A masala of characters

By Namali Premawardhana, Pic by Mangala Weerasekera

Sitting down to a chat with ‘Garam Masala’, this year’s ‘Act Before You Think’ (ABYT) winners, is like having your seat moved from the audience on to the stage at the theatre. Facial muscles distort, arms fly, players keep switching roles and once in a while, chairs and tables also move. And they laugh so much!

Benjamin Aluwihare, Nadim Akram and Brandon Paul are taking the IB Arts at the British School and Sajiv Panditha, who has already completed the course, is employed in advertising. While Brandon and Benjamin have known each other for nearly ten years now, they’ve all four been friends for two or three. “We’re closer now,” says Sajiv, turning to Brandon with the sly look of a ‘moment’ on his face. Benjamin explains that “they had a very... passionate session onstage” and everyone bursts out laughing.

The laughter hardly ends before someone else cracks a joke or throws a dish in someone else’s face and it starts all over. “My parents preferred the IB in Arts over my first choice which was Visual Arts,” shares Brandon. We’re discussing Sri Lankan attitudes towards performance.“They preferred it ‘cus it’s more... character building?” he continues hesitantly, to which Benjamin interjects “Yeah, he has a sort of weak character”, and the table erupts again.

While all four identify themselves as dramatists, Nadim is also a dancer. “We’re a bit of a Garam Masala” Sajiv says, grinning wide. True enough, they come from distinctly different backgrounds, speak with distinctly different accents and there is really no better name for them to call themselves than that. But it was “random like most other things we do” Brandon points out.

Improvised theatre just happened upon them, as did their name. “We were having breaks during theatre” Sajiv explains, “and somebody just grabbed a broom and started calling it something else and that developed into a nearly ten minute long piece!”

“The thing about ‘improv’ is you can just do what you want” he continues, “it won’t be as clear as conventional theatre, but [the structure] is there”. He and Brandon both definitely prefer improvised theatre to formal, while the other two are not so sure. “I enjoy both” Benjamin takes his turn (which rarely happens actually, the preferred method is for all to talk at the same time) “in a formal drama the actor becomes what the director wants. Here, all the actors are collaboratively also the director”. What they liked the most about ABYT though, seems to be the direct audience involvement in the performance. “You’re not afraid of the audience as such” Brandon explains, “if they shout something at you, you shout something back. But it’s terrifying how you stand there and do something, and then you realize what you’ve done!” “You literally act before you think,” Bejamin adds thoughtfully.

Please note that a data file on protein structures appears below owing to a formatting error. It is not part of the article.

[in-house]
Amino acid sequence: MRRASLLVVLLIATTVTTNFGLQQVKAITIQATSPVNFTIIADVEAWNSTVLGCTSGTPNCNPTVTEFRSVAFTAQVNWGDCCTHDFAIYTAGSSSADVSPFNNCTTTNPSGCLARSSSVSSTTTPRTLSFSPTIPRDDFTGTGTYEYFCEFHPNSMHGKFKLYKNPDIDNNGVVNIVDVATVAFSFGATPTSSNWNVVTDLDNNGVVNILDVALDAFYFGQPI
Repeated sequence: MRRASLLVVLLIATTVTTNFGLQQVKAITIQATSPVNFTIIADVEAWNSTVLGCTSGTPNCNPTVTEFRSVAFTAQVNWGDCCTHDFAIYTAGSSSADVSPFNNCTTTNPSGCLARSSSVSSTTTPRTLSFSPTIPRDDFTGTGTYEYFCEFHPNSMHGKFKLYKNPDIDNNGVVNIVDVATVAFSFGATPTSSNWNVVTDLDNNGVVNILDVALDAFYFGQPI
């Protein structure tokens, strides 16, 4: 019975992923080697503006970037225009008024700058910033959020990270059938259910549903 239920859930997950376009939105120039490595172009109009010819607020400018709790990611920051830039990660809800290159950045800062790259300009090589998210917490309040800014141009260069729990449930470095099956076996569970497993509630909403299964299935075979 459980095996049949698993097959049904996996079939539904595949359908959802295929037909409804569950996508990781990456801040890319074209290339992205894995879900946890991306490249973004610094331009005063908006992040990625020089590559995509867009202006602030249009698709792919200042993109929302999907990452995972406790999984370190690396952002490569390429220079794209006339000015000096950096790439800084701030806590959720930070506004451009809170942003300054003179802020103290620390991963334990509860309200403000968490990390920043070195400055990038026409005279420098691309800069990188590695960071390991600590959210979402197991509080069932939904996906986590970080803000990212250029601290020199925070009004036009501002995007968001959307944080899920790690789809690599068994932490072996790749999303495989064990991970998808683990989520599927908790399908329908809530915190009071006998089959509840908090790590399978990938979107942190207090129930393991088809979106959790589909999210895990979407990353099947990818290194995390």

During the dance segment for example, Benjamin and Nadim seem to have ‘found’ themselves taking their t-shirts off. Onstage. “We finished and we’re like, ‘why did you take your shirt off?!’ says Sajiv, laughing. They were being “spontaneous” Benjamin suggests, and they’re all laughing some more. “You’re finished, and when you come back to that couch and sit down, it’s like you’re on Oprah,” Brandon says animatedly, dramatising an emotional breakdown while wailing “why would I do that!? I didn’t mean to!”

Nadim (the quieter one, yes there is a quiet one) is grinning wickedly as he describes how while being Brandon The Bartender’s helping hands, the timer went off. “He was drinking so slowly, and there was nothing left to do!” he helplessly (laughingly) explains why he spilt the contents of their very fruity mock-juice-tail-smoothie all over Brandon’s shirt.

“But we just kept going” Benjamin declares with gusto as Sajiv adds that “good competition” helped them keep their energy levels up. “It wouldn’t have been” Benjamin starts, “as much fun” Brandon continues, for Sajiv to finish “if there wasn’t that”. Yes, they share sentences.

How easily their thoughts synchronise is proof of how well they coordinate. It takes just over a second for the others to catch, understand and respond to a cue either one of them gives as they pose for the camera, obviously loving the flash.

They seemed, from the beginning, to have that special touch of something that made them winners, something that let them “just keep going” and abandon themselves on the boards.“We knew that no matter what happened, we’d always be there for one another.” Maybe that’s all it took.

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